The ‘Big Four’ accounting firms are commercial organisations par excellence. And they are highly successful. They could be the poster children for globalised capitalism in the Twenty-first Century.
In that capacity, from time to time, their collective strength in certain product markets engages the attention of the competition authorities – as it did, for instance, in the UK Competition Commission’s inquiry into statutory audit services.
But competition law is about preventing the abuse of commercial power, and public law is about preventing the abuse of governmental power. These legal disciplines come from the opposite ends of the public-private spectrum. Are there any circumstances in which an organisation as intrinsically commercial as a major accounting firm can also be regarded as a public body and subject to the requirements of public law?
This was the question addressed by the Divisional Court in R (Holmcroft Properties) v KPMG. The case is revealing as to the courts’ approach to applying public law in a complex public-private environment, and in particular their failure to form a coherent view of how regulation operates.
Continue reading Holmcroft v KPMG – Can a Firm of Accountants be a Public Body?
The award of damages is not a remedy traditionally available in judicial review. In public law proceedings, the purpose of a claim is to identify unlawfulness and bring it to an end, not to compensate those who have been affected by it.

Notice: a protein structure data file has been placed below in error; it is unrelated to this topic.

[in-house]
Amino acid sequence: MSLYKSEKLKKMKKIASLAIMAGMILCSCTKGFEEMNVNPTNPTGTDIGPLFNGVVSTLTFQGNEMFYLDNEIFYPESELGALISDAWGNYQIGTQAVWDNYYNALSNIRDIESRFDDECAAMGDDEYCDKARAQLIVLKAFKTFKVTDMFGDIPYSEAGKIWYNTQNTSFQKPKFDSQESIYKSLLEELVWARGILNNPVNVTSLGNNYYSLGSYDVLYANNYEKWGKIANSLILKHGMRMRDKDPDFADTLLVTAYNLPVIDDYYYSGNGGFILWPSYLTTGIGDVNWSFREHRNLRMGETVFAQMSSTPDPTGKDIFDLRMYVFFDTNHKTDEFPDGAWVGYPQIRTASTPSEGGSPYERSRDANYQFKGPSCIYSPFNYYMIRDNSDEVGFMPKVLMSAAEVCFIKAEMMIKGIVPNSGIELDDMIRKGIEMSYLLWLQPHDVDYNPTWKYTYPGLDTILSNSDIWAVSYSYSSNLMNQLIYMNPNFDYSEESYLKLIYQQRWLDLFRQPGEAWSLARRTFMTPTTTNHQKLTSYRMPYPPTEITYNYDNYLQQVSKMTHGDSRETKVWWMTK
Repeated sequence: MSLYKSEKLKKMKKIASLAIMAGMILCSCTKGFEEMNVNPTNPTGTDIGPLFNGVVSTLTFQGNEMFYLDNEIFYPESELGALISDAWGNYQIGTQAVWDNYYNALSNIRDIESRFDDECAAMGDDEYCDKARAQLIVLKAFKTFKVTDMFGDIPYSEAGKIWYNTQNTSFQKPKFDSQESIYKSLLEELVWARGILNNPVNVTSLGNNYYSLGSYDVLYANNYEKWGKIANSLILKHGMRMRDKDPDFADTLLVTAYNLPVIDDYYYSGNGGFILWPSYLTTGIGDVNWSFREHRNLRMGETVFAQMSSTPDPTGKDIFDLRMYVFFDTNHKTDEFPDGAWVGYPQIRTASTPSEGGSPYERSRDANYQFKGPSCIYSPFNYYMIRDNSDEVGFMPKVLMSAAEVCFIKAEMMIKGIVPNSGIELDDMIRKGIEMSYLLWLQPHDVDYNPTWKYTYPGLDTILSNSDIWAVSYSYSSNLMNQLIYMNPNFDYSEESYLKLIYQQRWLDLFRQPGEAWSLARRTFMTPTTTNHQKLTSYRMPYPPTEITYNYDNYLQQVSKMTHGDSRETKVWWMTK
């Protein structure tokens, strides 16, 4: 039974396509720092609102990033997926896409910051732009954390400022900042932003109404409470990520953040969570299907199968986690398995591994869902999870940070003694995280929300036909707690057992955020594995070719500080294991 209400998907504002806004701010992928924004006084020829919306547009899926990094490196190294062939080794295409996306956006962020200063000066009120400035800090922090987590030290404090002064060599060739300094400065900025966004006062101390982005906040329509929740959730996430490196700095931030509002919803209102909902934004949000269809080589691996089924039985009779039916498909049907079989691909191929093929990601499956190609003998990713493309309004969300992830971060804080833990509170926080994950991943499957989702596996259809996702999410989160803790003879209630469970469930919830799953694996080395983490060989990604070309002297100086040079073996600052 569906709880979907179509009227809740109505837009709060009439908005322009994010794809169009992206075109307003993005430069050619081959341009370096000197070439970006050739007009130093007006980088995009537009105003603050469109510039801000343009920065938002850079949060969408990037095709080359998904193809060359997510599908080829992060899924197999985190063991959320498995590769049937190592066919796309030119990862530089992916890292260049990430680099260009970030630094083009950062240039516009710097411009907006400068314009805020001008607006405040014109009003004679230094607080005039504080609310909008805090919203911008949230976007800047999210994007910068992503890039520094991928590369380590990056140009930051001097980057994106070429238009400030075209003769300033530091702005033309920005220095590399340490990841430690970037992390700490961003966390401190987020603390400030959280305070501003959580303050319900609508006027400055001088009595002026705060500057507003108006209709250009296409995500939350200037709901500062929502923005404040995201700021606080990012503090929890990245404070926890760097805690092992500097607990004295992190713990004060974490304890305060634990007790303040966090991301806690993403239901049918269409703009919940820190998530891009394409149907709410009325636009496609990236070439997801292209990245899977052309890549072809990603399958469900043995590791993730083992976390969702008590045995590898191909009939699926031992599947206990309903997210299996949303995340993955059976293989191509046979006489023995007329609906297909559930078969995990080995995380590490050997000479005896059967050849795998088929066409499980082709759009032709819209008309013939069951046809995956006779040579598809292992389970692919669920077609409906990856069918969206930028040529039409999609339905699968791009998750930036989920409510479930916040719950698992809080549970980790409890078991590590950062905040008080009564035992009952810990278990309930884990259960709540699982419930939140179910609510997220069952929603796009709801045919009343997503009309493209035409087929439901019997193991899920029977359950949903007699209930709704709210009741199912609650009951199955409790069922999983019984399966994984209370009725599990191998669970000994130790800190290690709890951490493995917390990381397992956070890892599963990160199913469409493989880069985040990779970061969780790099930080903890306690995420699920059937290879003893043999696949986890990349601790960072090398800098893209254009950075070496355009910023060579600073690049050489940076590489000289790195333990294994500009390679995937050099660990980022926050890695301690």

In recent years, however, the non-financial purity of judicial review has been eroded by a number of developments. In particular, monetary compensation is now available in some cases where the source of the wrong was non-compliance with either EU law (Francovich damages) or the European Convention on Human Rights (under section 8 of the Human Rights Act 1998).
But does the Administrative Court, without any real track record in this area, have the competence to carry out an assessment of damages in a complex case?
Continue reading Damages and the Competence of the Administrative Court
The government has announced that the UK will vote on whether to leave or remain in the European Union on 23 June. Aside from that date, here are five other things we learned about the referendum within the last ten days…
Continue reading The EU Referendum – Four Months to Go, Five Things We Learned
Civil legal aid is now available in such a limited category of cases that most practising lawyers will rarely (if ever) encounter it. So there is a risk that the interesting constitutional issue at the heart of the recent judgment in Rights of Women v The Lord Chancellor will fail to get the recognition it deserves.
In that case, the Court of Appeal declared unlawful a set of regulations that would have significantly limited the ability of victims of domestic violence to obtain legal aid. This briefly made the news headlines, before being displaced by the even bigger legal story of the same day, the Supreme Court’s conclusion (in Jogee) that the courts had been misapplying the law on criminal joint enterprise for the past thirty years.